Despite the fact evaporative coolers can use only a small fraction of the power needed for traditional chillers, they have a reputation for losing efficiency over the first few months of operation. These and other drawbacks have limited the situations in which the technology can be used.
There are no such problems with novel evaporative cooling designs fielded by Azevap LLC, however. The firm's AZFlow coolers use a patent-pending metered distribution system that lets out water uniformly onto media at a rate that factors in the rigid media's water storage capacity, wicking ability, and heat transfer properties. The system senses inlet temperature and relative humidity and computes the instantaneous evaporation rate for the air flow rate. A controller then adjusts for the local water chemistry to determine how much fresh water to meter onto rigid media for evaporation.
This contrasts with ordinary recirculating coolers, which bathe their media in water pumped from a sump at an average rate more than 2.5 times the evaporation rate. Recirculating the water in this manner, among other things, tends to promote scaling on the media which eventually degrades energy efficiency.
The AZFlow coolers can operate scale free and hit efficiencies of 85% to 90% even after operating for several years, without changing the media. This scheme is also more efficient than in ordinary evaporative units because there is no pump to recirculate the water, no float valve to add water to the sump, and no water sump to capture and store water for recirculation.
The AZFlow water distribution system uses an embedded SNAP control system from Opto 22, Temecula, Calif., as its central component. The system gathers sensor data about factors such as surrounding air temperature and humidity, then send this data to the SNAP processor via analog I/O modules residing on a SNAP rack. The system uses a proprietary algorithm executed by a Linux-based controller to correlate the instantaneous water evaporation and water application rates so the proper volume of water is delivered across the media, ensuring that it never gets too wet or too dry. More specifically, the algorithms determine just how long the cooler's water application valve stays open to keep the cooling pad damp.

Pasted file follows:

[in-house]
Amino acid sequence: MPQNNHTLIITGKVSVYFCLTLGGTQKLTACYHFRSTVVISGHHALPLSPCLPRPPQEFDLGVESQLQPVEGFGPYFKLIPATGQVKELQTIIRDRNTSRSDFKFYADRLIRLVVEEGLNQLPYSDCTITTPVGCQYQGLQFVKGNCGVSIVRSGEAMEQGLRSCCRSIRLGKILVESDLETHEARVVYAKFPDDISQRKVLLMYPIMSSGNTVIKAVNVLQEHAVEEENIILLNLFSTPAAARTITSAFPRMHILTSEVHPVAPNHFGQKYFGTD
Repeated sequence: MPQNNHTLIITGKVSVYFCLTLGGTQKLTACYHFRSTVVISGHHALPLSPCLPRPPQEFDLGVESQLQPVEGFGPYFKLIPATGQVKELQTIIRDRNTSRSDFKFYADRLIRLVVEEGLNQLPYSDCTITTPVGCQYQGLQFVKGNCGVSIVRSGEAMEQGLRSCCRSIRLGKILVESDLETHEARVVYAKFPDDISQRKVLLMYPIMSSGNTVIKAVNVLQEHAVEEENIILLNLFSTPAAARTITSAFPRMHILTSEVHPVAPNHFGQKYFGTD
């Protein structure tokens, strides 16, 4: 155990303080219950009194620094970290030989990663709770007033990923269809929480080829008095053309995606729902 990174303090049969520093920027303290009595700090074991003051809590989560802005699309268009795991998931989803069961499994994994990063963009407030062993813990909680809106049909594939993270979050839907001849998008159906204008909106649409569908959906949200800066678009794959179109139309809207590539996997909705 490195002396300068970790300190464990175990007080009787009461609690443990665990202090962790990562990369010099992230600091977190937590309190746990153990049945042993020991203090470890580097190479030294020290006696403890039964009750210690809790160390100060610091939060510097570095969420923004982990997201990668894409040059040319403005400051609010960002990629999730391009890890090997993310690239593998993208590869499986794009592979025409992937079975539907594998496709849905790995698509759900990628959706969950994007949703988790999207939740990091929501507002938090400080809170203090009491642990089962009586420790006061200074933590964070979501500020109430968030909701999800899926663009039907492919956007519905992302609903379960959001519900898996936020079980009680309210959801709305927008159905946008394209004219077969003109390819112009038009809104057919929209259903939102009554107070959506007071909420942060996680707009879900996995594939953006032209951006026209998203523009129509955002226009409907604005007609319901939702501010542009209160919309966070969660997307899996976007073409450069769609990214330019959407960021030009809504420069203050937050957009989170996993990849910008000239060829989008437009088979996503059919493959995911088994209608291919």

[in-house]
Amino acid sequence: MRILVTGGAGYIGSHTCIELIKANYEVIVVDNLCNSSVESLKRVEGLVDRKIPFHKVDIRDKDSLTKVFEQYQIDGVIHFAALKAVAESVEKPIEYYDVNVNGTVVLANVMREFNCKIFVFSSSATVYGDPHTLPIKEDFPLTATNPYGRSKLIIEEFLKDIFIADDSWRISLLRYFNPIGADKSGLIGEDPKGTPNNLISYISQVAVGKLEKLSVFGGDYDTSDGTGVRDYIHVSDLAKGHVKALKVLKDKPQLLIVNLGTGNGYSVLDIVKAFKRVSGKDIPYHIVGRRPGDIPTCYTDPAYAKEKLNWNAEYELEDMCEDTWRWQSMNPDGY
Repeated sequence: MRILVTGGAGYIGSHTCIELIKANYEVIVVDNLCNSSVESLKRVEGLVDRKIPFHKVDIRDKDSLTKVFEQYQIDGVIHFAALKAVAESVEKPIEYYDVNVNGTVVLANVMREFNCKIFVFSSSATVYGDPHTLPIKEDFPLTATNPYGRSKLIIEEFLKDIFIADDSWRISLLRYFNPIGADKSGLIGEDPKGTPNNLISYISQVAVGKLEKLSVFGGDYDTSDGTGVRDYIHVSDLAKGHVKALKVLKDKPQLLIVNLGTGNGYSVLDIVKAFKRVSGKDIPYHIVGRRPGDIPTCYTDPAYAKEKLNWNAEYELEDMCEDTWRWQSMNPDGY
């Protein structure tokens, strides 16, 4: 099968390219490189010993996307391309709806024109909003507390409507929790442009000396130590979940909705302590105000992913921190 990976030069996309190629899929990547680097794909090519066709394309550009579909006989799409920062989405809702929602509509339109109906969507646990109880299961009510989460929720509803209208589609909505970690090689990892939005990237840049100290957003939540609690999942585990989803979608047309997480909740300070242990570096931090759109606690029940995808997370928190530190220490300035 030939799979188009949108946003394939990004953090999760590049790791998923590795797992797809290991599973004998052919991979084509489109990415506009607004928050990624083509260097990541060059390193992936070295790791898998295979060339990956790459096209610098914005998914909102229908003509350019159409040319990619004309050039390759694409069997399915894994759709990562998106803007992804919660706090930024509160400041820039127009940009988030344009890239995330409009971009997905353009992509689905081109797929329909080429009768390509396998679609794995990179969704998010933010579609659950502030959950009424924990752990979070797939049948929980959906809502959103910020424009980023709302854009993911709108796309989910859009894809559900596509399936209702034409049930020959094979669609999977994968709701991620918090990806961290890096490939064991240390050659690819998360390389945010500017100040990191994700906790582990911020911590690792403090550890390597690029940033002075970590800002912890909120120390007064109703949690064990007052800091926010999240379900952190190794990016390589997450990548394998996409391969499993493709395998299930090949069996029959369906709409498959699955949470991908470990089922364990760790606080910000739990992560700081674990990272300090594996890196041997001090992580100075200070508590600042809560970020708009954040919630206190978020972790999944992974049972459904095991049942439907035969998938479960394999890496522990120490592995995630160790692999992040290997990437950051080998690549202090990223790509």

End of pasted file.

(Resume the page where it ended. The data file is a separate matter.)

The Linux controller was programmed and implemented by Opto-Solutions, a consulting and integration services company. The software lets the Azevap Linux controller communicate with Opto 22 I/O modules and execute cooling-related strategies.
Besides reading the I/O, aggregating all the data, and controlling the valve used to wet the media, the Azevap control system also connects to other evaporative cooler components. For instance, an RS-485 serial interface reads the operating status of the variable frequency drives controlling the cooler fans. Interfaces to SNAP digital output modules let the controller manage these fans (along with the entire cooler itself). Also, within the coolers, SNAP modules connect float switches and valves to the controller to give warning of clogged drains so any water accumulation can be identified and corrected.
Operators can view all cooler system control processes and acquired data via a Web-based HMI. The HMI also permits the entering of alarm levels, devising fail-safe contingency actions, and so forth.
AZFlow cooler controls are structured to interface with Local Area Network (LAN) and building energy management systems (where installed) at existing facilities. Internet explorer can be used to access the cooler controls and manage cooler performance. A locally administered, multilevel, password-protected, security system is integrated into the control system used to manage access and interface with these computer controls. Control system features include the ability to trend cooler performance, diagnose and both send alerts/alarms and take compensatory/corrective actions when components fail or performance degrades.
AZEVAP LLC, Phoenix, Az., (602) 243-5121, www.azvap.com
Opto22, Temecula, Calif., (800) 321-OPTO (6786), www.opto22.com
Opto-Solutions, Emmett, Idaho,(208) 477-0100, www.opto-solutions.com